Media and Migration

Representations, Practices and Reception in the Digital Era

Selected work

Migrants as "pawns"

Antimigrant debates on

Twitter and their affinity to

European border politics

European Journal of Cultural Studies

Abstract: #IStandWithGreece promoted a representation of migrants as ‘pawns’; seen like a chess piece, with no value in their own right, literally pushed towards Europe by Turkey, who elevated them into a sizable threat. Despite being diffused by extreme antimigrant Twitterers, we argue that these tweets offer a more overtly racist expression of otherwise mainstream European (Union) discourses and politics on migration. Effectively, #IStandWithGreece’s influencers functioned as Europe’s alter-ego mouthpiece, saying the unsayable using social media, and their affordances contributing to the normalization of an oppressive and restrictive European border management.

#IStandWithGreece “Innocent” Hashtags?

Networks of Intolerance on Twitter

International Journal of Communication

16576-56060-1-PB (1).pdf

Migration & COVID-19

Migrant Racialization on Twitter during a border & a pandemic crisis

International Communication Gazette

Abstract: This work examines the ways the outbreak of the COVID-19 pandemic re/shaped the migration debate on Twitter. Through co-hashtag network analysis, time-frequency analysis and content analysis, it shows the co-existence of positive (humanitarian) and negative (threat) stances in Twitter relating COVID-19 and migration. These preliminary findings, fit the problematization of migrant representations in the Global North as Eurocentric. In the case of camps, refugees fit well within the victim/helpless frame which usually justifies humanitarianism, this time on health grounds. In the case of the border crisis, migrants fit the also Eurocentric frame of violent/male/inferior other who on top could spread a deadly virus.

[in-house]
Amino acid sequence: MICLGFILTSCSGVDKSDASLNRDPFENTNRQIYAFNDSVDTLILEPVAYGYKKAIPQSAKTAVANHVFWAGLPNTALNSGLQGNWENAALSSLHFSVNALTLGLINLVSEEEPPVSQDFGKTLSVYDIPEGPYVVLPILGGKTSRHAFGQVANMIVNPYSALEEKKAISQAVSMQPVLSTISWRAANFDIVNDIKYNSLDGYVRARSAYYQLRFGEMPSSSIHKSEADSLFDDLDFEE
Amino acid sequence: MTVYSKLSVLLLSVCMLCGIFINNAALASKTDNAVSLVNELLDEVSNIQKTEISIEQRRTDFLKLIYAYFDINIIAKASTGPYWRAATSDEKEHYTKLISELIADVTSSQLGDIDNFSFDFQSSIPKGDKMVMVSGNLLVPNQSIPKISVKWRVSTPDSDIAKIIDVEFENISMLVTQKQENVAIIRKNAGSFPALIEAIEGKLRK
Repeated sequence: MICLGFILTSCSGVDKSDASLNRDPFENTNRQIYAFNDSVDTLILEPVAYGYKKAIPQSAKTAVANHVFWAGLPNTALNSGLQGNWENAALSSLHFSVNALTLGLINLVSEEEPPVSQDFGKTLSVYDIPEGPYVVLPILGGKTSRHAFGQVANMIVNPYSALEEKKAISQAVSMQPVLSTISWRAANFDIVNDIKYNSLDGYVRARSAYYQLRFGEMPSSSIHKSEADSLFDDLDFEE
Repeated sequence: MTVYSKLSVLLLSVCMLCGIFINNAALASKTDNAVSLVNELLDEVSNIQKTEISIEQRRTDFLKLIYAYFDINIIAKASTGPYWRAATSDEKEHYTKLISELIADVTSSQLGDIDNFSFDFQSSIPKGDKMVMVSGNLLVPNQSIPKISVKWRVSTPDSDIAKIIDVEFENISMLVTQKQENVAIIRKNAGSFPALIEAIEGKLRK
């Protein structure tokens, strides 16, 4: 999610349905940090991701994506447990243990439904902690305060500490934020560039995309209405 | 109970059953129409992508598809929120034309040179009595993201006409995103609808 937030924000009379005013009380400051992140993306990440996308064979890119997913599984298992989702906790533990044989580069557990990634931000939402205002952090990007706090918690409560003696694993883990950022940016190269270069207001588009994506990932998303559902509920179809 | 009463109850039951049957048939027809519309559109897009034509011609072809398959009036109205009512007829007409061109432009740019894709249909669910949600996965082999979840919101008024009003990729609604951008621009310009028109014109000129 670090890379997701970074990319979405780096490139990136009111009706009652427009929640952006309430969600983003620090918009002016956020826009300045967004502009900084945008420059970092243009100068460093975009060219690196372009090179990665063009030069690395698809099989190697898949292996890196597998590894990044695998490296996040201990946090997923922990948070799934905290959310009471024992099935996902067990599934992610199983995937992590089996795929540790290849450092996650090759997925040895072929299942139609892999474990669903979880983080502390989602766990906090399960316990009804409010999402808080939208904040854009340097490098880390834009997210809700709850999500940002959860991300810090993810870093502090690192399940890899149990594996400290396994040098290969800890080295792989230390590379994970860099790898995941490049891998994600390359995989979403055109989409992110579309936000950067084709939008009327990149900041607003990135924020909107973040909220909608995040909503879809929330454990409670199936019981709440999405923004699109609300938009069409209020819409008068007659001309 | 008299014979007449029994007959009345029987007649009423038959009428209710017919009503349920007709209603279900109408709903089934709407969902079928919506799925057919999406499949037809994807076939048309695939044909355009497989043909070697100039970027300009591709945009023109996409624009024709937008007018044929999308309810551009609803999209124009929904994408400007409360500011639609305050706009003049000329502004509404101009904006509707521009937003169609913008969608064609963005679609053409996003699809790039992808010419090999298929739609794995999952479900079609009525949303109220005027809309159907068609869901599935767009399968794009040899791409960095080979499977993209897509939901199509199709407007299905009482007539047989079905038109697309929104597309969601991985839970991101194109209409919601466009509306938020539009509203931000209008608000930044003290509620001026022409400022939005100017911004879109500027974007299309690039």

"Refugee Crisis"

Triple C: Communication, Capitalism & Critique

Abstract: This article presents a critical analysis of how two elite media publications in the United States and the United Kingdom, the New York Times and the Guardian/Observer respectively, represented the so-called European refugee crisis in their editorials. The study foregrounds a media aporia of why Europe did not abide with human rights and democratic values vis-à-vis the refugee drama and a subsequent nostalgia for a European past of democracy and transnational unity that never really existed. These media representations, although sympathetic towards migrants, are inherently Eurocentric, helping to reproduce the existing repressive global migration regime because they do not see the crisis as a continuation of its coloniality but as a rupture.